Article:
The major risk that isn’t priced into passive funds

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Many passive investors may be left holding companies that face major downside due to climate risks and other ESG risks, according to fund managers.

Whether it is in the form of extreme weather events or the transition to a lower carbon economy, climate change risks are a growing area of concern for managers.

Climate change is “the paradigm shift of our century,” according to Jennifer Wu, global head of sustainable investing at JP Morgan Asset Management, which she said brings risk to society, but also an unprecedented opportunity.

“Differences are emerging, between the potential winners and losers, and these are only just starting to get priced in by the market,” she said.

“By acting early, before climate risks and opportunities are fully priced in, investors can capture potentially significant returns as prices continue to adjust.”

Indeed, Abbie Llewellyn-Waters, manager of the Jupiter Global Sustainable Equities fund, believes that as decarbonisation gains pace, “investors are at risk of an inevitable and sharp correction in asset prices”.

She said: “The climate crisis is no longer just an issue for future generations to worry about; it is the defining challenge for our world today, and yet climate-related financial risk has long been mispriced within investment markets.

“Due to the magnitude of risk that climate change presents to the global economy and human society, we believe that it is a financial imperative for investors to evaluate climate risk in their portfolios.”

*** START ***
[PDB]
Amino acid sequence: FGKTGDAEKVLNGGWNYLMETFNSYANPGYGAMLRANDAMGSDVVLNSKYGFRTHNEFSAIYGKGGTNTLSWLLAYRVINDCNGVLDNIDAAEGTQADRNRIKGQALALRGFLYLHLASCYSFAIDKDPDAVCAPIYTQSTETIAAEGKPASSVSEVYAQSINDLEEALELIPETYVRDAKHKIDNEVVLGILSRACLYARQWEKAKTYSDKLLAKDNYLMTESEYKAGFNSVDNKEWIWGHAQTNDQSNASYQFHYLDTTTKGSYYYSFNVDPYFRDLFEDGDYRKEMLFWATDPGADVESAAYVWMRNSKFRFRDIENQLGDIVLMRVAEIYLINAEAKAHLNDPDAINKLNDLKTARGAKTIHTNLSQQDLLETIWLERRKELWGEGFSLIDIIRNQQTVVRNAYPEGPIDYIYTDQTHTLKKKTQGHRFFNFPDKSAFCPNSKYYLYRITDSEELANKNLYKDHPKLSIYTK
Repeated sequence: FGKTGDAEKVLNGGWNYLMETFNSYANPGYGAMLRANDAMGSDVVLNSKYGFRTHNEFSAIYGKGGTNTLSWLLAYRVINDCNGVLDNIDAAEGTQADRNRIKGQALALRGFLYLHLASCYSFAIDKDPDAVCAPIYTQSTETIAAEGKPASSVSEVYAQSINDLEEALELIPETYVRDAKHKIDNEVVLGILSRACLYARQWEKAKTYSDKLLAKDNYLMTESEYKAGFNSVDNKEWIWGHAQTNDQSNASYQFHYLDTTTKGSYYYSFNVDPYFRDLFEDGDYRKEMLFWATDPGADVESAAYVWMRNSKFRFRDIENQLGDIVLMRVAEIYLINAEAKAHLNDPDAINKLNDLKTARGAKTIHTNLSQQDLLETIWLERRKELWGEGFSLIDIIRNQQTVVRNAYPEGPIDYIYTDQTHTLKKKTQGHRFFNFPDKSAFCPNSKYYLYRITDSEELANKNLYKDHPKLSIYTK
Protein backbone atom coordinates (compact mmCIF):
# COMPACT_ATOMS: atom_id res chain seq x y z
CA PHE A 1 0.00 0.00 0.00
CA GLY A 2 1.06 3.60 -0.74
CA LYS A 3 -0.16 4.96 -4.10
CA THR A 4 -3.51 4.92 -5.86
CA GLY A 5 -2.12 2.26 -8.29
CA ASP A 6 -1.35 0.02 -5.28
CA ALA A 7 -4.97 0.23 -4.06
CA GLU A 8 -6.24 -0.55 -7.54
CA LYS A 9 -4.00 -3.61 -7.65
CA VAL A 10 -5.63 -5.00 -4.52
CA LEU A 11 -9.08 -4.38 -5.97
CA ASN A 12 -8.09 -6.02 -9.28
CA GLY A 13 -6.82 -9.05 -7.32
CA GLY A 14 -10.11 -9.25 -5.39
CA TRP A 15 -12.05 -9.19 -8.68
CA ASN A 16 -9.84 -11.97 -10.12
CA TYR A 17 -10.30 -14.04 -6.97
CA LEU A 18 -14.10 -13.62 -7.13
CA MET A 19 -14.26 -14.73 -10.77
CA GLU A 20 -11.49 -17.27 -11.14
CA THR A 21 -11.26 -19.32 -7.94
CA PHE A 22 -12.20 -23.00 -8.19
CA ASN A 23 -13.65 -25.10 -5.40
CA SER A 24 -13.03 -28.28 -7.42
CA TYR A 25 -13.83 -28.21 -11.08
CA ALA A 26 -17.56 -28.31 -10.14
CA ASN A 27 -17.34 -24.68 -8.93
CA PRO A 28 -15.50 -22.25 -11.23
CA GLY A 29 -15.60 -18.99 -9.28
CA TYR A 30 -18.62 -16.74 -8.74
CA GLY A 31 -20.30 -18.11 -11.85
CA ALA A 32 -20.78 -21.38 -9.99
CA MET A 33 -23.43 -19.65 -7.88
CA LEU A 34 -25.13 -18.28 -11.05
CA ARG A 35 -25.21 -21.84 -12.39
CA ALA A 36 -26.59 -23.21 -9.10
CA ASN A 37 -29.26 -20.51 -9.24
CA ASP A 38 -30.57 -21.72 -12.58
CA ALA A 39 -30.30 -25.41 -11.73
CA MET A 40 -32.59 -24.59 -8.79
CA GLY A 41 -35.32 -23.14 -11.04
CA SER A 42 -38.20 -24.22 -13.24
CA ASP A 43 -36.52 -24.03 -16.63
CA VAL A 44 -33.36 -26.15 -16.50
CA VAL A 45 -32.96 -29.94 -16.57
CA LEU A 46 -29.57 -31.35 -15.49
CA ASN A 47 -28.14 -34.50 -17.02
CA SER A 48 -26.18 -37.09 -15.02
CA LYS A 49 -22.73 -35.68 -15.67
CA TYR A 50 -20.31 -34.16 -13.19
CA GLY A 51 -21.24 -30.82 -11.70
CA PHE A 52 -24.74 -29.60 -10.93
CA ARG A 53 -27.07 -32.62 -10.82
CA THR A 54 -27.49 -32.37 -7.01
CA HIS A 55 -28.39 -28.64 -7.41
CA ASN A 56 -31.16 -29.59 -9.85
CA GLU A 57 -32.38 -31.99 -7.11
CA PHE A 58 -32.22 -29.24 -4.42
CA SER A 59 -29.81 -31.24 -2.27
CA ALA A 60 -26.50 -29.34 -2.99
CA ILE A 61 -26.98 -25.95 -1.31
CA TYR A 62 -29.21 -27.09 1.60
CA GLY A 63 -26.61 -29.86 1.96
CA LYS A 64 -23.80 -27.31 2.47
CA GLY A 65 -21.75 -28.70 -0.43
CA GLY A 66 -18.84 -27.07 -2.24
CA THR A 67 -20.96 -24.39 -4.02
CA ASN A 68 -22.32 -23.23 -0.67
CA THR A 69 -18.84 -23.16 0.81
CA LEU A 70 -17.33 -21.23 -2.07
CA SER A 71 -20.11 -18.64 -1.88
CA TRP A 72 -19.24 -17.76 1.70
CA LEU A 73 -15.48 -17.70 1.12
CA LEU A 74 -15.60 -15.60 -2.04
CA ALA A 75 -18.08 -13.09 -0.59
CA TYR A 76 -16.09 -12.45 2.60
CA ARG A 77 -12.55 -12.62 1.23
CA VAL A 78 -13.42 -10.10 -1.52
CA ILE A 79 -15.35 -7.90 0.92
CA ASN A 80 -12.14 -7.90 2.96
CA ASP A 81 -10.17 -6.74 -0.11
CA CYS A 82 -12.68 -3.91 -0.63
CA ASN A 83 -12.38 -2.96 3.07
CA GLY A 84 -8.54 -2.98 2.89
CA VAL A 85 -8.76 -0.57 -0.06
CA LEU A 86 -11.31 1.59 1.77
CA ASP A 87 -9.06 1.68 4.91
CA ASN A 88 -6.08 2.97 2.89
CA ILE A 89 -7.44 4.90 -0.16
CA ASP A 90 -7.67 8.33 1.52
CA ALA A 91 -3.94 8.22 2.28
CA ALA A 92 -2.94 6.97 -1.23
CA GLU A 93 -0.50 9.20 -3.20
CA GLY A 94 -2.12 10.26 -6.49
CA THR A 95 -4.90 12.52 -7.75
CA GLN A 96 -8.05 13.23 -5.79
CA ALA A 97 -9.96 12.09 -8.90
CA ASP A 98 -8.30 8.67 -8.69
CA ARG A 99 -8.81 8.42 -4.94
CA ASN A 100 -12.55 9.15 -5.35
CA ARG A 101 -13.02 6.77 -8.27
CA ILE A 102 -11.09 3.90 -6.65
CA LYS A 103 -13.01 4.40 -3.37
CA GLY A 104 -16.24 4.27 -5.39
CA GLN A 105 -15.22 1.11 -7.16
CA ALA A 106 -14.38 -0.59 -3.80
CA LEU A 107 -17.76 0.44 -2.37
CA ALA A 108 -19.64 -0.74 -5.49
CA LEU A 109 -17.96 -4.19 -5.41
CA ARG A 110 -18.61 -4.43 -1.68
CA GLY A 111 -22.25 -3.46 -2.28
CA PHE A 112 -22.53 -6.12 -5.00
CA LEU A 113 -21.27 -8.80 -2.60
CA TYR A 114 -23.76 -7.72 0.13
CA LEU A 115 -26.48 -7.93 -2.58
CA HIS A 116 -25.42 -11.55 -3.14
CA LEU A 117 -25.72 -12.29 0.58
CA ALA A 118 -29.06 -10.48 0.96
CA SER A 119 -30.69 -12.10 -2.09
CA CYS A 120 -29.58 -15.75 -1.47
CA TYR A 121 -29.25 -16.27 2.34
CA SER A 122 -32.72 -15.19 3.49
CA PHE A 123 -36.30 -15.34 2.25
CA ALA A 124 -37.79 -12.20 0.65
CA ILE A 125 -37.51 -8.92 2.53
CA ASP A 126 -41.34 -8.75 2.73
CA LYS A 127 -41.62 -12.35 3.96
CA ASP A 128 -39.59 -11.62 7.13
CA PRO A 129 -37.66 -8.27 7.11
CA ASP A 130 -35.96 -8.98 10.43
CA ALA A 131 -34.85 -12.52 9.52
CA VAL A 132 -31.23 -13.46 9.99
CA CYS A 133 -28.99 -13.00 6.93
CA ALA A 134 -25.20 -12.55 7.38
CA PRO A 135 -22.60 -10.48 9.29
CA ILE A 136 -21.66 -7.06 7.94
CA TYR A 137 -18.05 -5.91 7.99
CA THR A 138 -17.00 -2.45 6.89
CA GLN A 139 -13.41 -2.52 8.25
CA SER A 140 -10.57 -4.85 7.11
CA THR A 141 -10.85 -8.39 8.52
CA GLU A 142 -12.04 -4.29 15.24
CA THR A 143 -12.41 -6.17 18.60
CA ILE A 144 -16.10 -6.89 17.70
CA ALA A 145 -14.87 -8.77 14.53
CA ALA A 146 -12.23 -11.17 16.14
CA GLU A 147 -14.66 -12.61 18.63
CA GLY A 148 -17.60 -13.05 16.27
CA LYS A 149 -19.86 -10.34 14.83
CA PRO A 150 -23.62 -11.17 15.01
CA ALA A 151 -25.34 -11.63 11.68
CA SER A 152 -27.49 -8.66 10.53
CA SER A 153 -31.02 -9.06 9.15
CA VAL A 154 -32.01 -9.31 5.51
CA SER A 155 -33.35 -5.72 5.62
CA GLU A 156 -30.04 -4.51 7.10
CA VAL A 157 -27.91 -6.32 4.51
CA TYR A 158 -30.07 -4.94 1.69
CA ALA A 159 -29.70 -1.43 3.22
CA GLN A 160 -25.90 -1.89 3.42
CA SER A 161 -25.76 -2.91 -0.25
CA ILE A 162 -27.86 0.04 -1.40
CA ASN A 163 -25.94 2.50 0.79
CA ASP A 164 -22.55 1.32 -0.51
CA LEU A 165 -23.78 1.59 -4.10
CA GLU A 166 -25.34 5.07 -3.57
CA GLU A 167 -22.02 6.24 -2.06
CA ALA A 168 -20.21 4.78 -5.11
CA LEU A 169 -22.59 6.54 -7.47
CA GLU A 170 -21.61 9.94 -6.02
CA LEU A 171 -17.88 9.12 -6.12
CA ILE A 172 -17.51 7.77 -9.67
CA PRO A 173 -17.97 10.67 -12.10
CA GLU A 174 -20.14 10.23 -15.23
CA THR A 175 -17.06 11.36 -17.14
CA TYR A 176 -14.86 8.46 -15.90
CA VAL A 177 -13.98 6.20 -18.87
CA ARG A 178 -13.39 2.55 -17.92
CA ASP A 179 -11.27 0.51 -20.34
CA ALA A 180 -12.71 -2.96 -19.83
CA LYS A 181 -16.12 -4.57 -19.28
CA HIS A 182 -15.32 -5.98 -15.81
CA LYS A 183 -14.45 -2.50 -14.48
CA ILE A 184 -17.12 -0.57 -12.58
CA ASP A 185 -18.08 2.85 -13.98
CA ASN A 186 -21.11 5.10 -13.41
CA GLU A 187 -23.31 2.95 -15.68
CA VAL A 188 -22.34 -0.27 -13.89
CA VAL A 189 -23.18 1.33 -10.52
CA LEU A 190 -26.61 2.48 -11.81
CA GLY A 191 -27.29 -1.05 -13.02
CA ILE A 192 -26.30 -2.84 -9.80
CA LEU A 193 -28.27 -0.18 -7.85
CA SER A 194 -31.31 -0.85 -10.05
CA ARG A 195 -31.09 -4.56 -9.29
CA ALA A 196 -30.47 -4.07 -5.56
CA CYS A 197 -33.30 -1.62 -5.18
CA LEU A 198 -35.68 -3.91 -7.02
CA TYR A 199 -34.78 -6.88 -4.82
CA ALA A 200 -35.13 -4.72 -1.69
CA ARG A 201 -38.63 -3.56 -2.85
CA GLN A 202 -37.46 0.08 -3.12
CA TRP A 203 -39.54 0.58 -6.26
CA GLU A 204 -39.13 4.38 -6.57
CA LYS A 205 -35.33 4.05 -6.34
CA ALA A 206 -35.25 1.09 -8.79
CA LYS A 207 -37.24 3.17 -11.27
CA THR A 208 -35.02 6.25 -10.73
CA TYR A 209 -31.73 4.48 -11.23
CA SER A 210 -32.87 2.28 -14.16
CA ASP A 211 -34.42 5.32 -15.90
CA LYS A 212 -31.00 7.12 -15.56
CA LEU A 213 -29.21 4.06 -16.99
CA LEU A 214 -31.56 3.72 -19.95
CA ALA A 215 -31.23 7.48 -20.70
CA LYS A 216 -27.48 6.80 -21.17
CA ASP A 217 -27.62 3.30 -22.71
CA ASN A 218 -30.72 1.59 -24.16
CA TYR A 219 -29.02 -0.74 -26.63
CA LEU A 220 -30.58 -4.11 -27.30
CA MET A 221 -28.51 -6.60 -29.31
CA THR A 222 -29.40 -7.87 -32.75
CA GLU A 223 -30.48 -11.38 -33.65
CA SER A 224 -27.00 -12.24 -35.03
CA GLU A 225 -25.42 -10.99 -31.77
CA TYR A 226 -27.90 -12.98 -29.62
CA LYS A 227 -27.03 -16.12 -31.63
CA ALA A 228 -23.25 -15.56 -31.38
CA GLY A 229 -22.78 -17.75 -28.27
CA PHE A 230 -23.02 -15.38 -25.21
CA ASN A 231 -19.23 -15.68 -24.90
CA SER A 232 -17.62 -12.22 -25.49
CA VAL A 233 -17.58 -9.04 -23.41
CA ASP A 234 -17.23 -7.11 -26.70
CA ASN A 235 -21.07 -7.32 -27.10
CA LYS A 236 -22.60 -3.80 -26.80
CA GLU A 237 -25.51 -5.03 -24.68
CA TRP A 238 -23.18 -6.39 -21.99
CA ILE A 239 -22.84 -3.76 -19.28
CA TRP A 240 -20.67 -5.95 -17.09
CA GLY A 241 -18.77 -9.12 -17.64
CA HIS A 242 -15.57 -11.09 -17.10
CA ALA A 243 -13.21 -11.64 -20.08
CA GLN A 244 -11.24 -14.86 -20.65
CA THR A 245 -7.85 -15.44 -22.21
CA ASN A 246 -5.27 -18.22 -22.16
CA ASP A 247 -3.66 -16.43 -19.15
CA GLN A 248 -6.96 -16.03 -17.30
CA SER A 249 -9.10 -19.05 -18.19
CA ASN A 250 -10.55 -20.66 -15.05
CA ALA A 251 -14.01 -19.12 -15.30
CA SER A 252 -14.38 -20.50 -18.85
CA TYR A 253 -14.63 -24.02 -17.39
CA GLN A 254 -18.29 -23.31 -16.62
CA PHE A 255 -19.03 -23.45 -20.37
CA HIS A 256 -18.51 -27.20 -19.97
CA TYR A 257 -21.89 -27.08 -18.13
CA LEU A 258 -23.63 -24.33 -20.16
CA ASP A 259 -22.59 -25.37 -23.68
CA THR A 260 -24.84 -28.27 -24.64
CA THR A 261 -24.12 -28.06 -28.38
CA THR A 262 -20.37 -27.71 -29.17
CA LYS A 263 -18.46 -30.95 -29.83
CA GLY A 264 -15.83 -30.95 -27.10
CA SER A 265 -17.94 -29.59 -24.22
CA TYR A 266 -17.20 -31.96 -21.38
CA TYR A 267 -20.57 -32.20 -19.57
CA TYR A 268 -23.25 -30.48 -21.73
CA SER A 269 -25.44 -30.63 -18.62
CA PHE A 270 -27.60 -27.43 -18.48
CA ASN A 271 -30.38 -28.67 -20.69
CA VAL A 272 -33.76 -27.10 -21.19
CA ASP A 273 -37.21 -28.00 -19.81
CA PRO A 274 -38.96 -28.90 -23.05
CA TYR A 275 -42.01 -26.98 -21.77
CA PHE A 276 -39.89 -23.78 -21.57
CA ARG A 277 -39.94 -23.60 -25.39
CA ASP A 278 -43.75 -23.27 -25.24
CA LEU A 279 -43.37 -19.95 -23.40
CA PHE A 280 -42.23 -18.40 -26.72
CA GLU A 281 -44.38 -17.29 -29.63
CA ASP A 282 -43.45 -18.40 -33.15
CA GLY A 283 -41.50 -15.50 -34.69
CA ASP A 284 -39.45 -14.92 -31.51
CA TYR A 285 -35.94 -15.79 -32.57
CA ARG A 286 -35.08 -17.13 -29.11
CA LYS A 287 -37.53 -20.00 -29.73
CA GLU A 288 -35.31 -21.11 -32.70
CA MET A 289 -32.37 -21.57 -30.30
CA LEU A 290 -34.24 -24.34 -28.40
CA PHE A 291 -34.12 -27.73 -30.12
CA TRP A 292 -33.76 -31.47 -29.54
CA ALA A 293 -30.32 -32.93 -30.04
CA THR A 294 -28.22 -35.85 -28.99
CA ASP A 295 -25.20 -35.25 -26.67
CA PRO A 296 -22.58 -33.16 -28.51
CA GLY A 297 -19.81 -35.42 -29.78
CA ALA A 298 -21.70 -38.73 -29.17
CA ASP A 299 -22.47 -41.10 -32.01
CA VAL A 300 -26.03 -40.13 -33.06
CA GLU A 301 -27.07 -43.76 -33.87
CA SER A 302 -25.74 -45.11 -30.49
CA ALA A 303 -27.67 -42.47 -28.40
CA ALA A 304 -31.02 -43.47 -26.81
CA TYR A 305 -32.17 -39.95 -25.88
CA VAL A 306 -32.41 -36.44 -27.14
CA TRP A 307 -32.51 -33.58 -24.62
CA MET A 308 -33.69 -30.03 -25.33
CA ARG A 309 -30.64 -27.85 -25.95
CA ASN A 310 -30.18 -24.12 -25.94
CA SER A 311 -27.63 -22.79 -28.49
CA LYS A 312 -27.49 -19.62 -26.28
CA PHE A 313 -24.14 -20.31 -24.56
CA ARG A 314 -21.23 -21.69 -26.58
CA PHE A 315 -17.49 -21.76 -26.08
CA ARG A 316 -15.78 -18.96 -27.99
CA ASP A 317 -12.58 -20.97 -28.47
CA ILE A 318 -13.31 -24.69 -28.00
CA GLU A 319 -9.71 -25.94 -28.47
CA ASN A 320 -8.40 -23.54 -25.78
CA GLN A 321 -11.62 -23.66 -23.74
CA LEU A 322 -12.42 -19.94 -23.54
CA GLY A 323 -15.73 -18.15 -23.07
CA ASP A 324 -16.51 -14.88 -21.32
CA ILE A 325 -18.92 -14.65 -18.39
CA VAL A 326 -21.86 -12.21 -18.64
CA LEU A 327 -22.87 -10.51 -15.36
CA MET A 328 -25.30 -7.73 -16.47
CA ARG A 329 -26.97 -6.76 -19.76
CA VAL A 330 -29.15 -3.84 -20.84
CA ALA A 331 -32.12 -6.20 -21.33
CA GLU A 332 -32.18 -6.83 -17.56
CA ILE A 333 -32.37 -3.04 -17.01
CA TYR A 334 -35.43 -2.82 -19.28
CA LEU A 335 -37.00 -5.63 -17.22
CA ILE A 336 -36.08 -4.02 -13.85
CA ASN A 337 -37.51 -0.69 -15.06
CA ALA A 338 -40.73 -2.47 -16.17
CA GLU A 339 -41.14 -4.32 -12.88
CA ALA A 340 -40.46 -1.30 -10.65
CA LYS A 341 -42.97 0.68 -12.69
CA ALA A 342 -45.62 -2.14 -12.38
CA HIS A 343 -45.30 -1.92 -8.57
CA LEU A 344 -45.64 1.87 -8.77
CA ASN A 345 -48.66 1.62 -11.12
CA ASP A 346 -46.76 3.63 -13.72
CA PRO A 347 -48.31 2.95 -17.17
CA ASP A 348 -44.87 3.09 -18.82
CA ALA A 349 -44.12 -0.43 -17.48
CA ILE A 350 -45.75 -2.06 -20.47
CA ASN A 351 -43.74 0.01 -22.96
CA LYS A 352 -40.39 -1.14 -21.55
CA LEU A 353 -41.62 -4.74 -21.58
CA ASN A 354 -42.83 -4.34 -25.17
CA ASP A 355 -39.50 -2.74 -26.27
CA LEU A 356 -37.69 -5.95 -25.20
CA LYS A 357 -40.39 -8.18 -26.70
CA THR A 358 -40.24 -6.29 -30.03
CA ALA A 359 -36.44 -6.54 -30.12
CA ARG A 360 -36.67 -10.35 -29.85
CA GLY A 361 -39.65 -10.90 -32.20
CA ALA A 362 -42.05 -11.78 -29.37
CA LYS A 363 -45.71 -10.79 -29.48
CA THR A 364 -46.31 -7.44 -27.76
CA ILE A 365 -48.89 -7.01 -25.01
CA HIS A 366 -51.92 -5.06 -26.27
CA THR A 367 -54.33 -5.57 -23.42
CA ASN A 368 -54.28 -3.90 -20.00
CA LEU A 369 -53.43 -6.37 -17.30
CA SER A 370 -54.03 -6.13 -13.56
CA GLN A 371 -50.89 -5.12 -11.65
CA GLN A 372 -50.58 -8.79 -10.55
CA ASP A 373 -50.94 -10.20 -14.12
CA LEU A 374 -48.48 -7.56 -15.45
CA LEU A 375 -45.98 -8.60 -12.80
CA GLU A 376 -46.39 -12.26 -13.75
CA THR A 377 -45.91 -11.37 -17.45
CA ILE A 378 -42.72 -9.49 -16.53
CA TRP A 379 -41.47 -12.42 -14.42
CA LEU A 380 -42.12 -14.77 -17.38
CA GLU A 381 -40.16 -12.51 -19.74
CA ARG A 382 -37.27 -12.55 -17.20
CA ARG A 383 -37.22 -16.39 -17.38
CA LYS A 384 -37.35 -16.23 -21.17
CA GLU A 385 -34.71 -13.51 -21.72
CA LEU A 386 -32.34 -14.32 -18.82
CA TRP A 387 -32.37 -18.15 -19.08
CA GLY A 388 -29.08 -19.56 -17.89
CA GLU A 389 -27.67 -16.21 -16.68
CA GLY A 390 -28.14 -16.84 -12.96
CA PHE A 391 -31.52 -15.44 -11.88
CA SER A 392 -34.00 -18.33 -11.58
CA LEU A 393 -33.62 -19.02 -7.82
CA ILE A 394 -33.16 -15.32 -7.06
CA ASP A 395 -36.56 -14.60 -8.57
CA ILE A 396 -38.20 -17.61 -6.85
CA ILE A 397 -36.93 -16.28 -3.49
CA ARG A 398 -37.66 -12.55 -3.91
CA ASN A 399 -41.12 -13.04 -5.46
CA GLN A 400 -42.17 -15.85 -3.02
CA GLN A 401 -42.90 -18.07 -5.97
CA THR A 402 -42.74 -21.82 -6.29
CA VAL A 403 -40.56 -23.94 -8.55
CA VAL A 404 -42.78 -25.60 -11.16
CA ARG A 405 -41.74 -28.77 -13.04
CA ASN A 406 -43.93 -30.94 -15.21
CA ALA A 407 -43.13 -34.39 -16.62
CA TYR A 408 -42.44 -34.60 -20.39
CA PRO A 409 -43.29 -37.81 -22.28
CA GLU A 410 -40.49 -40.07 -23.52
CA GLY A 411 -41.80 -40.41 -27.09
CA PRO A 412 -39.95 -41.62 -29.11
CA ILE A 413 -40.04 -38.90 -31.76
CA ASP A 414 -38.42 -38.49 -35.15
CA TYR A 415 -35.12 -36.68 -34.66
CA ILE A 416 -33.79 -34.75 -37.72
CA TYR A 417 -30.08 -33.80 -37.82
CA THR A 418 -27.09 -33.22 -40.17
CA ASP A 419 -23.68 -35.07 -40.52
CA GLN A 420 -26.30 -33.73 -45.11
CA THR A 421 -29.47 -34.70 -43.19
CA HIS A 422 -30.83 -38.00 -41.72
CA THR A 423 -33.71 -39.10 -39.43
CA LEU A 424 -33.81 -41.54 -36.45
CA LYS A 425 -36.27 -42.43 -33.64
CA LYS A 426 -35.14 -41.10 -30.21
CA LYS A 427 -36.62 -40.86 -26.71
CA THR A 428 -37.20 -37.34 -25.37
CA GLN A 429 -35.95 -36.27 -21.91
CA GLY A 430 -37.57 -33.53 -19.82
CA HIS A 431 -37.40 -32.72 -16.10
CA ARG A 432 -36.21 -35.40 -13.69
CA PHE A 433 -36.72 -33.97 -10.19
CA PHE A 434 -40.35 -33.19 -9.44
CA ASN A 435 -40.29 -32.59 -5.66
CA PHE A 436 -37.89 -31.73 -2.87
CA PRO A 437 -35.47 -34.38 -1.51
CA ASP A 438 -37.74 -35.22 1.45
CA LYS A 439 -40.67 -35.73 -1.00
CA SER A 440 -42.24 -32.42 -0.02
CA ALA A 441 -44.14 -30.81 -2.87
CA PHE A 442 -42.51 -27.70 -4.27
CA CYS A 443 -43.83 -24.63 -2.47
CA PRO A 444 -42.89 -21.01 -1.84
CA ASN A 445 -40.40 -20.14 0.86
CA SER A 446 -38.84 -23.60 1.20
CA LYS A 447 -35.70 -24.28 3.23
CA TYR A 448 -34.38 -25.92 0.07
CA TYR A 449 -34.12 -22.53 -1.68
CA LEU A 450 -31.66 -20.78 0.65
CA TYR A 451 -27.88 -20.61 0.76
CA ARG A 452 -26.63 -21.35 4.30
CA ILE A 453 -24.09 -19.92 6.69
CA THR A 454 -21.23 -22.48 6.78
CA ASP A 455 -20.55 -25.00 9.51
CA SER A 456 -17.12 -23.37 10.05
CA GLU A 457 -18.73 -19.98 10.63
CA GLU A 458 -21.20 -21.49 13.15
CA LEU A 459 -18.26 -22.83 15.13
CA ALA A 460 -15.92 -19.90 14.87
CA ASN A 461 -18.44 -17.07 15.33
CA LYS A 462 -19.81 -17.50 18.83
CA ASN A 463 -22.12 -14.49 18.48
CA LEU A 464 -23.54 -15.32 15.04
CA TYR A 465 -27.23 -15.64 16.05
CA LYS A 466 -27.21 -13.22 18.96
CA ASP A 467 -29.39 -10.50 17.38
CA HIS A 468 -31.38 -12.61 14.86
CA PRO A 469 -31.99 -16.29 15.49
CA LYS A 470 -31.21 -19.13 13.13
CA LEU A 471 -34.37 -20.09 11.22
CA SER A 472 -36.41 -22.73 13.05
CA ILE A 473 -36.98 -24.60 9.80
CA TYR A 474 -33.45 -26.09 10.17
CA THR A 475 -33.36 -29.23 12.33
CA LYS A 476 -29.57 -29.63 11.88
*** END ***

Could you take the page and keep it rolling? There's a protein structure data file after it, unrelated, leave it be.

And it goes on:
Nevertheless, while the range of ESG (environmental, social & governance) options for passive investors continues to grow, such as the recently launched MSCI Climate Indexes, most passive investors are more exposed to climate risk than they realise.

Christopher Rossbach, manager of the J. Stern & Co. World Stars Global Equity fund, said: “I think there’s tremendous ESG risk embedded in some of the broader indices.

“Market cap-weighted indices like the S&P 500 and the funds that track them do include many companies that are more sustainable, are more forward-looking and are getting bigger and bigger, but they also include other ones that are less sustainable, more backward-looking, have greater ESG issues and are getting smaller and smaller.”

Whilst the market has rewarded the companies that are more forward-looking and punished those that are more backward-looking, he believes “there’s a lot more punishment to come”.

He said: “I think one of the elephants in the room is, as the world is moving towards investing more sustainably and taking into account the UN Sustainable Development Goals, then how can you invest in indices?

 “You’ve been told for the last 25 years, buy indices and ETFs because it’s cheaper and nobody ever outperforms it, but you are taking on climate risk and other ESG risks by investing in those companies.”

California utility firm PG&E is widely considered the first S&P 500 firm that has declared bankruptcy because of extreme wildfires that many argued were a result of global warming and climate change.

Rossbach said: “As the saying goes, ‘only when the tide goes out do you discover who’s been swimming naked’ with PG&E, the tide went out, and they were swimming somewhat naked.”

He added: “I think that climate change is real and it has first, second and third order impacts that are not fully priced in.

“We’re in a world where it’s about intellectual capital, not physical capital, and where it’s about opex [operating expenditure] not capex, so it’s all about the future cash flows and growth, not so much about returns on some kind of past invested capital.

“Car companies, aircraft businesses, and fossil fuel companies, these are all examples of companies that have huge amounts of capital that is close to being stranded by disruption, by technological change, and by climate change.”

However, climate risk is not just limited to the obvious carbon-intensive culprits. Rossbach pointed out that even the most forward-looking corporations such as Facebook and Google, who have committed to net zero greenhouse gas emissions and 100 per cent renewable energy, are still at climate risk if extreme weather events were to hit their data centres, for example.

 

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